A Blog by Jonathan Low

 

Jul 4, 2022

Slovakia Donates MiG-29s To Ukraine As Czechs Provide Slovak Air Cover

These weapons transfers from small eastern European nations to Ukraine show that these countries recognize the Russian threat even as some western media continue to promote appeasement. JL 

Gaston Dubois reports in Aviacionline:

Slovak Prime Minister Eduard Heger announced today that he will donate 12 MiG-29 fighters and 30 T-72 tanks to the Armed Forces of Ukraine. The Czech Republic Air Force will take over the security of Slovak airspace from September. Modifications allow the ex-Soviet MiG-29 aircraft to be integrated into NATO’s air command and control structure. However, their armament was not modernized and still uses the same type of missiles, inherited from when Czechoslovakia was part of the USSR. These will be replaced by the 12 new Lockheed Martin F-16 Block 70, which would start arriving in Slovakia from 2024.

Slovak Prime Minister Eduard Heger announced today that he will donate 12 MiG-29 fighters and 30 T-72 tanks to the Armed Forces of Ukraine.

For the moment there are no further details, except that the Czech Republic Air Force will take over the security of Slovak airspace from September.

 

A similar arrangement had been reached with Poland in early May, when its defense minister agreed with his Slovakian counterpart that Polish aircraft would protect its airspace if Slovakia ceded its MiG-29s to Ukraine.If the Fulcrum transfer is imminent, Poland will probably be the one to protect the integrity of Slovakian airspace until September. If not, Ukraine will start receiving the aircraft in September, and first the air cover will be provided by the Czech Gripen, and then the Polish F-16s will take over.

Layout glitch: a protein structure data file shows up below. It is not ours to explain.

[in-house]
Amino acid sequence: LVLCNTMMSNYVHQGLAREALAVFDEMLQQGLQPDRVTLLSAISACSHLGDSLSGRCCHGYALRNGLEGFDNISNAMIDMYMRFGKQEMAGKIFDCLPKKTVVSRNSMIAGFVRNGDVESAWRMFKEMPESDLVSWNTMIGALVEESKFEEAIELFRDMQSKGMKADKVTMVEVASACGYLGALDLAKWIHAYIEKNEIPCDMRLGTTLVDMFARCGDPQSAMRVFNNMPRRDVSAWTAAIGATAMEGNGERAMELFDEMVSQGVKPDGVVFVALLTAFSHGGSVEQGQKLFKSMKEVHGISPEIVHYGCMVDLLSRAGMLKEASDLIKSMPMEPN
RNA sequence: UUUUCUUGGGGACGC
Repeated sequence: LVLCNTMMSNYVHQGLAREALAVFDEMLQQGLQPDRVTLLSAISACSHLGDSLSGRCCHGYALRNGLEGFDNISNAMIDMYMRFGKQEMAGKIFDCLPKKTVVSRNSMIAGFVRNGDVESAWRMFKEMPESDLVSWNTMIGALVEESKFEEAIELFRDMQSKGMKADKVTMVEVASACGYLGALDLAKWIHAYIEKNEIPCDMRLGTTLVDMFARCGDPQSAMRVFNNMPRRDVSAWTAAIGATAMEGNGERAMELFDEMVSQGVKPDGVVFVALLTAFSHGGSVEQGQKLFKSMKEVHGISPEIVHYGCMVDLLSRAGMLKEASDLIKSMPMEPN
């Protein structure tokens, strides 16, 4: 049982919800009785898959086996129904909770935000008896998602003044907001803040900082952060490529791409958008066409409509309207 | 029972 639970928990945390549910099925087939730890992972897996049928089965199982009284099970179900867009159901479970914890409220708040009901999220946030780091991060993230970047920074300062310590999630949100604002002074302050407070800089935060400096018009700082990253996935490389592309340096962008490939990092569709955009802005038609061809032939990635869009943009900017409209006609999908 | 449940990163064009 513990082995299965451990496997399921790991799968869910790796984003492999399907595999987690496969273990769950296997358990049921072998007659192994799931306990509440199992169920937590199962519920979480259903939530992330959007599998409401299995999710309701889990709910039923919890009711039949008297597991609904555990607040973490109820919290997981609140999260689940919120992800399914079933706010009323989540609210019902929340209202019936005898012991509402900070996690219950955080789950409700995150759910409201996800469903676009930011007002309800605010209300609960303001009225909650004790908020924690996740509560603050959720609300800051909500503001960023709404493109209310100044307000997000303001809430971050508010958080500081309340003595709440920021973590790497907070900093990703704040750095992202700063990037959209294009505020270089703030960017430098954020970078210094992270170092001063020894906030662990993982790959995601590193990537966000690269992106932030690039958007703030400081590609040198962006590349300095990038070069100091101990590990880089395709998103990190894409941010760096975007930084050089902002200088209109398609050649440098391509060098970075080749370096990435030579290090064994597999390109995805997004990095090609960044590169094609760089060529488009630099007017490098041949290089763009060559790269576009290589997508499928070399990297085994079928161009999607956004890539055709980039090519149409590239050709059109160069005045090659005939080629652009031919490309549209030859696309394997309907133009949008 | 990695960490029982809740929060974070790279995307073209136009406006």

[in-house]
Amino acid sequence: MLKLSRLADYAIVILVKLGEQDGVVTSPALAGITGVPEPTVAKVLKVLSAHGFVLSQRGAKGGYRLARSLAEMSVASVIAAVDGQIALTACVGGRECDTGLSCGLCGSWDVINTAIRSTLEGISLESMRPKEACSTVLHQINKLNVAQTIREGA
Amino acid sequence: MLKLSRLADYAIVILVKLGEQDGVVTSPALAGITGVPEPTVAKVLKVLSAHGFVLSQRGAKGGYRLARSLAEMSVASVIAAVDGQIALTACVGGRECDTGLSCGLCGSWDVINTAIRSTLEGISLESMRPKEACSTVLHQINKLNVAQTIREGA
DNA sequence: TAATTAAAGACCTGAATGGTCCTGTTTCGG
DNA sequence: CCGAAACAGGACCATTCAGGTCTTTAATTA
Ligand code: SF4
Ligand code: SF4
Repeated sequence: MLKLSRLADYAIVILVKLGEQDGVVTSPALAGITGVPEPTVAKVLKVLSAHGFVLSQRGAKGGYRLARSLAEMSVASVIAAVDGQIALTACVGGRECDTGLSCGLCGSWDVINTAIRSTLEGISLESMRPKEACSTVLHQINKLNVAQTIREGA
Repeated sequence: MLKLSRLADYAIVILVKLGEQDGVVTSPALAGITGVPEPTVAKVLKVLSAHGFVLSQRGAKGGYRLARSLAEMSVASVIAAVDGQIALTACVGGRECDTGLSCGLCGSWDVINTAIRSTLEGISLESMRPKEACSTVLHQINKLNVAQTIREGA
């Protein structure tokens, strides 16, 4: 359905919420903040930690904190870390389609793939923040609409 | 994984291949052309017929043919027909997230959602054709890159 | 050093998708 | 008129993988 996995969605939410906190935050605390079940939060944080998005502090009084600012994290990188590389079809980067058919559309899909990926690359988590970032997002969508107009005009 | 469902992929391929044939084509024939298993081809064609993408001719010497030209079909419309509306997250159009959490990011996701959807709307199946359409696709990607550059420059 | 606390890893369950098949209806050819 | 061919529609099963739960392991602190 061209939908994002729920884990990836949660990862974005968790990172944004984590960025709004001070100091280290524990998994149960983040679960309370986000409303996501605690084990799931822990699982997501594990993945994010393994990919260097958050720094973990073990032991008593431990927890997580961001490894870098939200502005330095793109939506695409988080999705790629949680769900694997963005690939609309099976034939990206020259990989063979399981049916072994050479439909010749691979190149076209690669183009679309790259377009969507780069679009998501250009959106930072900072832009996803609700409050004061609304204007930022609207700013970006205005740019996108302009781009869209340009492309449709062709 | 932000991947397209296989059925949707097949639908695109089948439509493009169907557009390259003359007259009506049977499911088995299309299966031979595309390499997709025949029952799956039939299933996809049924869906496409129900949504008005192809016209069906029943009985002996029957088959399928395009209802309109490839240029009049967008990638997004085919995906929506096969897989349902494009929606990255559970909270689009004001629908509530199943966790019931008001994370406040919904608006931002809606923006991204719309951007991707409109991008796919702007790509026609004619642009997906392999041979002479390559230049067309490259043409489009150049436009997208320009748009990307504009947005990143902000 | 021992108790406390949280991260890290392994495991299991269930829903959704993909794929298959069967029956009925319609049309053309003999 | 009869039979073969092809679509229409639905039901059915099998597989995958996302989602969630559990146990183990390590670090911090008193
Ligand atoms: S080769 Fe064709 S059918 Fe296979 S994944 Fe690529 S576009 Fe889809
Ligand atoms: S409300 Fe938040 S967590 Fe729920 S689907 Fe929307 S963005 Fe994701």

Slovak MiG-29

Slovakia owns a dozen MiG-29SD, which as of 2005 received an upgrade to standardize them to NATO norms. The work was carried out by the RAC MiG manufacturer and Western companies.

This version features Rockwell Collins navigation and communication systems, a BAE Systems identification friend-of-the-friend (IFF) system, a new glass cockpit with LCD multifunction displays and a new digital mission computer.

These modifications allow the ex-Soviet MiG-29 aircraft to be integrated into NATO’s air command and control structure. However, their armament was not modernized and still uses the same type of missiles, inherited from when Czechoslovakia was part of the USSR.

These fighters were to remain in active service, until they were to be replaced by the 12 new Lockheed Martin F-16 Block 70, which would start arriving in Slovakia from 2024.

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